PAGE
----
CAS  PubMed  Google Scholar 

  43. 43.

    Bruder SP, Jaiswal N, Haynesworth SE: Growth kinetics, self-renewal, and the osteogenic potential of purified human mesenchymal stem cells during extensive subcultivation and following cryopreservation. J Cell Biochem. 1997, 64: 278-294. 10.1002/(SICI)1097-4644(199702)64:2<278::AID-JCB11>3.0.CO;2-F.

    CAS  PubMed  Google Scholar 

  44. 44.

    Simonsen JL, Rosada C, Serakinci N, Justesen J, Stenderup K, Rattan SI, Jensen TG, Kassem M: Telomerase expression extends the proliferative life-span and maintains the osteogenic potential of human bone marrow stromal cells. Nat Biotechnol. 2002, 20: 592-596. 10.1038/nbt0602-592.

    CAS  PubMed  Google Scholar 

  45. 45.

    Shi S, Gronthos S, Chen S, Reddi A, Counter CM, Robey PG, Wang CY: Bone formation by human postnatal bone marrow stromal stem cells is enhanced by telomerase expression. Nature Biotechnol. 2002, 20: 587-591. 10.1038/nbt0602-587.

    CAS  Google Scholar 

  46. 46.

    Osyczka AM, Noth U, O'Connor J, Caterson EJ, Yoon K, Danielson KG, Tuan RS: Multilineage differentiation of adult human bone marrow progenitor cells transduced with human papilloma virus type 16 E6/E7 genes. Calcif Tissue Int. 2002,

    Google Scholar 

  47. 47.

    Okamoto T, Aoyama T, Nakayama T, Nakamata T, Hosaka T, Nishijo K, Nakamura T, Kiyono T, Toguchida J: Clonal heterogeneity in differentiation potential of immortalized human mesenchymal stem cells. Biochem Biophys Res Commun. 2002, 295: 354-361. 10.1016/S0006-291X(02)00661-7.

    CAS  PubMed  Google Scholar 

  48. 48.

    Waller EK, Olweus J, Lund-Johansen F, Huang S, Nguyen M, Guo GR, Terstappen L: The "common stem cell" hypothesis reevaluated: human fetal bone marrow contains separate populations of hematopoietic and stromal progenitors. Blood. 1995, 85: 2422-2435.

    CAS  PubMed  Google Scholar 

  49. 49.

    Simmons PJ, Gronthos S, Zannettino A, Ohta S, Graves S: Isolation, characterization and functional activity of human marrow stromal progenitors in hemopoiesis. Prog Clin Biol Res. 1994, 389: 271-280.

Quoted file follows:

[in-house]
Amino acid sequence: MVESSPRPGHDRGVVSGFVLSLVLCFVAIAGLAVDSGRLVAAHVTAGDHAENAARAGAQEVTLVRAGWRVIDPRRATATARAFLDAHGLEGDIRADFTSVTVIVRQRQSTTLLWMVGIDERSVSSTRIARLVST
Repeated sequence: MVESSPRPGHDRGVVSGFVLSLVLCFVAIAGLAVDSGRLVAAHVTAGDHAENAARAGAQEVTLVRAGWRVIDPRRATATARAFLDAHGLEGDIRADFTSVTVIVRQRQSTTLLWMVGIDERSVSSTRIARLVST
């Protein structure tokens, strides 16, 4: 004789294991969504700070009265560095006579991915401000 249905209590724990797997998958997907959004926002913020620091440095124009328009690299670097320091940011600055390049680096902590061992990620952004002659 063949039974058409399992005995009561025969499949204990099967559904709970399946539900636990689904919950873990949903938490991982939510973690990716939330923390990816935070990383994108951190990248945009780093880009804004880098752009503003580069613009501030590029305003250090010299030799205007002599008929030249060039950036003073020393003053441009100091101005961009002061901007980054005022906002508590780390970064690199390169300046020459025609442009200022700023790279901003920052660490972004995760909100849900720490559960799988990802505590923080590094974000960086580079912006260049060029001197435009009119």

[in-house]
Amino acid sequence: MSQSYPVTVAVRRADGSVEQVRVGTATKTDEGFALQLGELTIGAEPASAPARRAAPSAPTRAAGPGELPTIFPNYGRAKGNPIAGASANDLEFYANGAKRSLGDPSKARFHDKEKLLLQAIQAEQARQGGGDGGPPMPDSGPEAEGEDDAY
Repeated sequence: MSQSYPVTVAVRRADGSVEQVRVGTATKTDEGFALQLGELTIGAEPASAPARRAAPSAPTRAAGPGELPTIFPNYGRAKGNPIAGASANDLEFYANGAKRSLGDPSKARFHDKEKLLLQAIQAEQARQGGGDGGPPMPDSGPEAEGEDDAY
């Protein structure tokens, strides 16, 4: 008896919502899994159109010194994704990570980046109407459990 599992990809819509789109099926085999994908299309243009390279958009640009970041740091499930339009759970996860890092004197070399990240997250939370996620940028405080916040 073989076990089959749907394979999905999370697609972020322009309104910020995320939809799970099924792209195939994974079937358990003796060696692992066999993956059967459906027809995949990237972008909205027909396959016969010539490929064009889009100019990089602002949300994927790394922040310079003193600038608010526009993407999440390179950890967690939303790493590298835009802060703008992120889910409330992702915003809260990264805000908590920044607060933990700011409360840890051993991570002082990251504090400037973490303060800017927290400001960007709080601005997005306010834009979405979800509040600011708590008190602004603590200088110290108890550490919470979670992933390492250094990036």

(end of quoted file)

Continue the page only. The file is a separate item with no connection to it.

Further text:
CAS  PubMed  Google Scholar 

  50. 50.

    Simmons PJ, Torok-Storb B: Identification of stromal cell precursors in human bone marrow by a novel monoclonal antibody, STRO-1. Blood. 1991, 78: 55-62.

    CAS  PubMed  Google Scholar 

  51. 51.

    Dennis JE, Carbillet JP, Caplan AI, Charbord P: The STRO-1+ marrow cell population is multipotential. Cells Tissues Organs. 2002, 170: 73-82. 10.1159/000046182.

    PubMed  Google Scholar 

  52. 52.

    Bruder SP, Ricalton NS, Boynton RE, Connolly TJ, Jaiswal N, Zaia J, Barry FP: Mesenchymal stem cell surface antigen SB-10 corresponds to activated leukocyte cell adhesion molecule and is involved in osteogenic differentiation. J Bone Miner Res. 1998, 13: 655-663.

    CAS  PubMed  Google Scholar 

  53. 53.

    Haynesworth SE, Baber MA, Caplan AI: Cell surface antigens on human marrow-derived mesenchymal cells are detected by monoclonal antibodies. Bone. 1992, 13: 69-80. 10.1016/8756-3282(92)90363-2.

    CAS  PubMed  Google Scholar 

  54. 54.

    Barry FP, Boynton RE, Haynesworth S, Murphy JM, Zaia J: The monoclonal antibody SH-2, raised against human mesenchymal stem cells, recognizes an epitope on endoglin (CD105). Biochem Biophys Res Commun. 1999, 265: 134-139. 10.1006/bbrc.1999.1620.

    CAS  PubMed  Google Scholar 

  55. 55.

    Barry F, Boynton R, Murphy M, Haynesworth S, Zaia J: The SH-3 and SH-4 antibodies recognize distinct epitopes on CD73 from human mesenchymal stem cells. Biochem Biophys Res Commun. 2001, 289: 519-524. 10.1006/bbrc.2001.6013.

    CAS  PubMed  Google Scholar 

  56. 56.

    Walsh S, Jefferiss C, Stewart K, Jordan GR, Screen J, Beresford JN: Expression of the developmental markers STRO-1 and alkaline phosphatase in cultures of human marrow stromal cells: regulation by fibroblast growth factor (FGF)-2 and relationship to the expression of FGF receptors 1–4. Bone. 2000, 27: 185-195. 10.1016/S8756-3282(00)00319-7.

    CAS  PubMed  Google Scholar 

  57. 57.

    Tsutsumi S, Shimazu A, Miyazaki K, Pan H, Koike C, Yoshida E, Takagishi K, Kato Y: Retention of multilineage differentiation potential of mesenchymal cells during proliferation in response to FGF. Biochem Biophys Res Commun. 2001, 288: 413-419. 10.1006/bbrc.2001.5777.

    CAS  PubMed  Google Scholar 

  58. 58.

    Haynesworth SE, Baber MA, Caplan AI: Cytokine expression by human marrow-derived mesenchymal progenitor cells in vitro: effects of dexamethasone and IL-1α. J Cell Physiol. 1996, 166: 585-592. 10.1002/(SICI)1097-4652(199603)166:3<585::AID-JCP13>3.3.CO;2-7.

    CAS  PubMed  Google Scholar 

  59. 59.

    Bellows CG, Heersche JN, Aubin JE: Determination of the capacity for proliferation and differentiation of osteoprogenitor cells in the presence and absence of dexamethasone. Dev Biol. 1990, 140: 132-138. 10.1016/0012-1606(90)90060-V.

    CAS  PubMed  Google Scholar 

  60. 60.